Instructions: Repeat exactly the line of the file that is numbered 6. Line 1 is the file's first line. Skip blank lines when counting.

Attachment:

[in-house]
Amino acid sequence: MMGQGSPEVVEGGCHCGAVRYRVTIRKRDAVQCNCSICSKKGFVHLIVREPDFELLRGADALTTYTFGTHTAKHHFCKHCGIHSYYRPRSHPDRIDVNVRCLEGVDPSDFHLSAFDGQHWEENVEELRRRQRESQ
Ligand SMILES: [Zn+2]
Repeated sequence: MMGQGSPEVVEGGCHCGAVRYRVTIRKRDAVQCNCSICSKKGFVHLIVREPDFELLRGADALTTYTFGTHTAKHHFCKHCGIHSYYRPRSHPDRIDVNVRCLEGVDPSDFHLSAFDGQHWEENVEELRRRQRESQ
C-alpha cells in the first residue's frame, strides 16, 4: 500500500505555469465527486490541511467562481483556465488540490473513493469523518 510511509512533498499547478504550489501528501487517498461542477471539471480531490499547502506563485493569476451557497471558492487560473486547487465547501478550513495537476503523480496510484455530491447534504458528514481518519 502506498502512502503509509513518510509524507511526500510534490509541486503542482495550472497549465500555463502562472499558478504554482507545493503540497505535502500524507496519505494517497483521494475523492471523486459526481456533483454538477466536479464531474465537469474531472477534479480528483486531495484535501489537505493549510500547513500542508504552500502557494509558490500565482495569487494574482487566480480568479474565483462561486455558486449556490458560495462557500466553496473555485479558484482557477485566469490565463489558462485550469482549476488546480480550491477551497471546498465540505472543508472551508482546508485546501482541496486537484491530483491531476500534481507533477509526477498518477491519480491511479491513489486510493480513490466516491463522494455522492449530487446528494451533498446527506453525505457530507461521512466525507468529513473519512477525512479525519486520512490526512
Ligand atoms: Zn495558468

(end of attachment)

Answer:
Ligand atoms: Zn495558468